Here are three ways to determine which way is true south.
This method uses the fact that the sun is always due south at solar noon. A shadow cast by a vertical object at solar noon runs true north-south. So, at solar noon, use the shadow cast by a plumb-bob string or the vertical edge of a building to determine true south.
To determine the local time that corresponds to solar noon, find the sunrise and sunset times from a current local paper (where "local" and "current" are both important!). Most GPS units will also give the times for sunset and sunrise -- just make sure the GPS is set to your time zone. Solar noon is exactly half way between the sunrise and sunset time. Note that the difference between local time noon and solar noon can be quite a bit, depending on your location in the time zone, and daylight saving time.
You can also use this NOAA solar time calculator to find the local time for solar noon at your location:
This Print Solar Noon Calendar prints out solar noon for your exact location for the entire year.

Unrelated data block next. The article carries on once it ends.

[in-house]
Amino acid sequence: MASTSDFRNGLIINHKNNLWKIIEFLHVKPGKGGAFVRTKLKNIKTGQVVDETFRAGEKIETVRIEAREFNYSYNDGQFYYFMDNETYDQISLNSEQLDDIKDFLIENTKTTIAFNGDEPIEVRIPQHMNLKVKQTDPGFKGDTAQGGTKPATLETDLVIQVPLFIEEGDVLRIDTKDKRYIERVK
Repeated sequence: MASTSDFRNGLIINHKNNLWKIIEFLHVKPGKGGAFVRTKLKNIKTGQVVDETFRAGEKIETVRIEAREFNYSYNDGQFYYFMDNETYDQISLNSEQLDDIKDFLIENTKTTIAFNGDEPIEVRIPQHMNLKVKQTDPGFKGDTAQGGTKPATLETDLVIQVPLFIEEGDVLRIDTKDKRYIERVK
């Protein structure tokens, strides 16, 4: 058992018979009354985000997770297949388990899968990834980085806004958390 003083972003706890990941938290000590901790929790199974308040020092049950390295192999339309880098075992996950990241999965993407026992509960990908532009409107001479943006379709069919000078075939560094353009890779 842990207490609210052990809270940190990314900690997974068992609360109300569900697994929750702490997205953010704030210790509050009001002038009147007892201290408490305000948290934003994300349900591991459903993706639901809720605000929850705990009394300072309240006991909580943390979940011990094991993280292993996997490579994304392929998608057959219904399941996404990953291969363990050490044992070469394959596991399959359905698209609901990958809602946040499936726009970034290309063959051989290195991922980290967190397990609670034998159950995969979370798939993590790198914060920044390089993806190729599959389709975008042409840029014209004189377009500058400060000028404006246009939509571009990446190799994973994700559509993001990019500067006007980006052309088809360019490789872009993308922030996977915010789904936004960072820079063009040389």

(thanks very much to Bill for suggesting this)
You can use a magnetic compass to find south. The compass reading must be corrected for the magnetic declination in your area. Here is how to determine magnetic declination in your area.
If you live in the southern hemisphere -- forget this one!
On a clear night, find the north star as follows.
Find the big dipper constellation.
Follow a line formed by the two stars that make the outer end of the dippers cup in the direction that the cup opens.
This line will intersect the north star at an elevation angle equal your local latitude.
North is in the direction of the north star, south is the other way.
You can use Google Earth to zero in on your house and find true south.
This requires downloading a small program from the Google Earth site. In the case of my house, the photo was up to date.
Place the item you want to determine the direction of right in the center of the display, as the angles chance as you pan around.
In the View menu, selecting "Grid" will display a latitude-longitude grid in which the grid lines run in the north-south and east-west directions.
In some areas, tax assessors offer downloadable maps of your property that show true south.
Thanks very much to John S. for suggesting these two methods.
Gary updated 8/11/07, 8/11/08, February 6, 2009